In May 2010, the federal government put out a call for submissions around Canada’s digital economy, asking for Canadians’ ideas around what a national digital strategy should include. With the help of a Taskforce comprised of leading Canadian researchers, the CFHSS submitted a brief. Since the consultation ended, the federal government has been developing a digital economy strategy.
While we won’t know the contents of that – or any – federal digital strategy until after the election, the issue has remained on the political parties’ agendas throughout the campaign so far. The Liberal’s platform includes a new tax credit for digital start ups – they also released a more detailed digital economy plan last week. The Conservatives highlight building digital infrastructure and enhancing digital skills. The NDP platform commits to prohibit usage-based billing and enshrining “net-neutrality” in law. Today, they also announced a digital plan that would ensure internet access for all Canadians.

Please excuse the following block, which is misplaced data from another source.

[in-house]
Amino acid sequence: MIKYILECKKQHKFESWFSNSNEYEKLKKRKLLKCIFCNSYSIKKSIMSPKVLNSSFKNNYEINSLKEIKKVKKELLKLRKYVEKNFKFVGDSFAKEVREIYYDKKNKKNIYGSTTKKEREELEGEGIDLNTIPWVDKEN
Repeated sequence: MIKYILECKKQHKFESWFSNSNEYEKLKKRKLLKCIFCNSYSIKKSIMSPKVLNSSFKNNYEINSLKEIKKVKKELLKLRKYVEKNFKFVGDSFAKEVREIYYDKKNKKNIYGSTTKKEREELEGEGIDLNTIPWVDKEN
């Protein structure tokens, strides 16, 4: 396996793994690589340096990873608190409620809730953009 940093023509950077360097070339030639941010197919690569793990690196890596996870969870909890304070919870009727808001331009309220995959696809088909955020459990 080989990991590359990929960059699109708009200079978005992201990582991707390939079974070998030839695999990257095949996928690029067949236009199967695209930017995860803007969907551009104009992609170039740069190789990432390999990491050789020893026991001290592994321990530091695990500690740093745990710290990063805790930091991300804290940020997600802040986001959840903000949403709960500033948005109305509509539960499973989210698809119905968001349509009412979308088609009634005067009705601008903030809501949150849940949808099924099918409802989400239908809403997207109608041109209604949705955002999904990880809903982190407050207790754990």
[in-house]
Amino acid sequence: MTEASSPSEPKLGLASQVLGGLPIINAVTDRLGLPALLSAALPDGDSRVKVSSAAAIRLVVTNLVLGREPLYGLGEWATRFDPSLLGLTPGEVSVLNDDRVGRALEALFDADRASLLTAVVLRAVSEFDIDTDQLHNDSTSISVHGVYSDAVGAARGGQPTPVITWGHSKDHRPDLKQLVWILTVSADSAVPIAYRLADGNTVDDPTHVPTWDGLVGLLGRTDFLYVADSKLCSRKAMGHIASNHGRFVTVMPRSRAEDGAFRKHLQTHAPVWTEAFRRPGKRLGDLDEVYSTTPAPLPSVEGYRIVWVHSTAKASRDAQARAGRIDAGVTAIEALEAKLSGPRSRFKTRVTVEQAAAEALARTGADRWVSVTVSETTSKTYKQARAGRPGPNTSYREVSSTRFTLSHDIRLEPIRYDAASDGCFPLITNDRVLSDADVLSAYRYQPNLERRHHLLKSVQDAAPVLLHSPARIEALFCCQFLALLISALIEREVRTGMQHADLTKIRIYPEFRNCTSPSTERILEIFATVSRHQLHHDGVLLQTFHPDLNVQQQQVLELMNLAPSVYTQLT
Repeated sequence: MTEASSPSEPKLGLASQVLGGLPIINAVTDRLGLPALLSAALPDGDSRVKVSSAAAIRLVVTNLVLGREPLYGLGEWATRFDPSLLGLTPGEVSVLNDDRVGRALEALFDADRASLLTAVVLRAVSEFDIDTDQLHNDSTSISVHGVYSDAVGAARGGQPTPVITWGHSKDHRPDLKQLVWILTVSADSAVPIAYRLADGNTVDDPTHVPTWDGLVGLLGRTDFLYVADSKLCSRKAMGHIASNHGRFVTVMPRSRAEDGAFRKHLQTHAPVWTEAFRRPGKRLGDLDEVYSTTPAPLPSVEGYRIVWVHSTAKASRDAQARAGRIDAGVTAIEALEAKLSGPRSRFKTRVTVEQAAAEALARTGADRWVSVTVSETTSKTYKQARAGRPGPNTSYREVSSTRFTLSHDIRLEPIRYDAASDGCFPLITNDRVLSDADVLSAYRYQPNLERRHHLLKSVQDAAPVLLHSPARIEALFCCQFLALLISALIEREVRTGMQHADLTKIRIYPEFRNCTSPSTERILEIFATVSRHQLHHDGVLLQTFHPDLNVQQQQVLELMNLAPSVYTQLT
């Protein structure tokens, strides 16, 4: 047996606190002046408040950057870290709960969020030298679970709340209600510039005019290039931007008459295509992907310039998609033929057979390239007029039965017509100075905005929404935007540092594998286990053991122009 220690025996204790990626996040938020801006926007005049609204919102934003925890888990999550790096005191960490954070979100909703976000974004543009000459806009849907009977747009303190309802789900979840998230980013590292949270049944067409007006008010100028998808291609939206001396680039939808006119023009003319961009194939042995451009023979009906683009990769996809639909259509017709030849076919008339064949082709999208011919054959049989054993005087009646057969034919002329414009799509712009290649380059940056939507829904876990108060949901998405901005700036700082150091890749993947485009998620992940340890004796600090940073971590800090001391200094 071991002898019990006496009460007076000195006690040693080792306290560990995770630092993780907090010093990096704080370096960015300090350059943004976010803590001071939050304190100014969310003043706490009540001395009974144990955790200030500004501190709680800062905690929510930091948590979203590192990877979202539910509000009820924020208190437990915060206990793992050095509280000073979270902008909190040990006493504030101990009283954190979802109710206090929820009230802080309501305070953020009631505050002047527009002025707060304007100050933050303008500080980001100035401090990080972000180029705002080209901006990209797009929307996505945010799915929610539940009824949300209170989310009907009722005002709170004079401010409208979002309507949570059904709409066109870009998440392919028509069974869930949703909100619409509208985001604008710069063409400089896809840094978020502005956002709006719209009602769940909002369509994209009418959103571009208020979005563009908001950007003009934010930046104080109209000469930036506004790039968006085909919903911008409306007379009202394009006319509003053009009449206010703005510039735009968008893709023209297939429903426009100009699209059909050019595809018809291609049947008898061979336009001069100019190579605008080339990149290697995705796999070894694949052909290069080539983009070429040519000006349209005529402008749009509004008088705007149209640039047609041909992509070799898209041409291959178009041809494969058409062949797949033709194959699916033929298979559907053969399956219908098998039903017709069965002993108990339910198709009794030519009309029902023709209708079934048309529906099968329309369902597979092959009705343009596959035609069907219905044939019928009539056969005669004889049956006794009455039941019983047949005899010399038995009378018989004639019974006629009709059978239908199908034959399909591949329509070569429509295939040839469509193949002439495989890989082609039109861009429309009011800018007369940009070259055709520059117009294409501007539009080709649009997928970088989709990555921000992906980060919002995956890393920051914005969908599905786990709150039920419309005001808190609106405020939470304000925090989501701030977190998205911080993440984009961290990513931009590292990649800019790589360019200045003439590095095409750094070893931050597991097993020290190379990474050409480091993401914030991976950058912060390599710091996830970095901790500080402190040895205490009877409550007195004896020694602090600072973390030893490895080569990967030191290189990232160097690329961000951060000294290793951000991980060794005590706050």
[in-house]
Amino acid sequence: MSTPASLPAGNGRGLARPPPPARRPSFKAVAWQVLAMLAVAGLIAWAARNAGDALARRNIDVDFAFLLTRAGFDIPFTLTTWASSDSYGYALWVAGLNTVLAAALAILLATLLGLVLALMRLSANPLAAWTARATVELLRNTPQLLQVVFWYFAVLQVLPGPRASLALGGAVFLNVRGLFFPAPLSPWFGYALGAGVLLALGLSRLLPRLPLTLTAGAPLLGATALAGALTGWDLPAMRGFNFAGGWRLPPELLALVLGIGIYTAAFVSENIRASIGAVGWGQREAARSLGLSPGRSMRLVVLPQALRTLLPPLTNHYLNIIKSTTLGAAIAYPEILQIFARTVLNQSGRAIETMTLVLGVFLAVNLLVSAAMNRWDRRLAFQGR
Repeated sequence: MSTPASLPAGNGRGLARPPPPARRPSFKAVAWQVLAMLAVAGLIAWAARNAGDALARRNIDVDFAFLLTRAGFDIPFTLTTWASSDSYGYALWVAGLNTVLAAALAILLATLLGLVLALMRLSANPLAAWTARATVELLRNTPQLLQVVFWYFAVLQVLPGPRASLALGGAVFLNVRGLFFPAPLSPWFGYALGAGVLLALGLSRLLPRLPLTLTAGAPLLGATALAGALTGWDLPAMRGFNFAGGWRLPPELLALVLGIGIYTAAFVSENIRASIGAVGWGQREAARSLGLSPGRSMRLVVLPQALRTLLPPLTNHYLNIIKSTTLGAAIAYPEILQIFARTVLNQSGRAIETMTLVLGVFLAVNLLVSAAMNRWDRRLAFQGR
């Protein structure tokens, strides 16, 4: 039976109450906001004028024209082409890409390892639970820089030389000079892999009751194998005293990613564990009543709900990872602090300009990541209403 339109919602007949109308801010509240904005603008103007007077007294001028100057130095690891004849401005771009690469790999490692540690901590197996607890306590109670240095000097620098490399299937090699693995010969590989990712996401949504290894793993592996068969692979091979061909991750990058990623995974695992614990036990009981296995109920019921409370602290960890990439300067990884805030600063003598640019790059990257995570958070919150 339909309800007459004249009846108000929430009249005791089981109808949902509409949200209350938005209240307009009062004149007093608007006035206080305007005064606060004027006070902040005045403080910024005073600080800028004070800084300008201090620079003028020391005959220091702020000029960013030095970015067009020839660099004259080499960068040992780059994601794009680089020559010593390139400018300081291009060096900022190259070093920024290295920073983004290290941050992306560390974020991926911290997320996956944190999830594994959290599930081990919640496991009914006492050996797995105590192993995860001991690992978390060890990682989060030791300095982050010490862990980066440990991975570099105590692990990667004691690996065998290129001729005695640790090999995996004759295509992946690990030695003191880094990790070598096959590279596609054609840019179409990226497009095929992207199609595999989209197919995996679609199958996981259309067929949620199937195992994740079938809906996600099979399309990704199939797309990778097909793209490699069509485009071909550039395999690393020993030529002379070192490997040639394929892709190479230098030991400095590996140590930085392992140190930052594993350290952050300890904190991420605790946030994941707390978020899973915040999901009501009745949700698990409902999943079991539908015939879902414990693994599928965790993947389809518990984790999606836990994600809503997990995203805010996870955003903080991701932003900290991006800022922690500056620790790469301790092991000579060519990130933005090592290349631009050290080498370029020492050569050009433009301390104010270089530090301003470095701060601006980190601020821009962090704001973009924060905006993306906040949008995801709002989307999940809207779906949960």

Michael Geist provides more coverage of the issue over on his blog – read his analysis of how the party platforms compare on the digital economy. Apparently this issue isn’t going to fade – recently becoming a hotly contested issue at an all-candidates debate in Kitchener-Waterloo.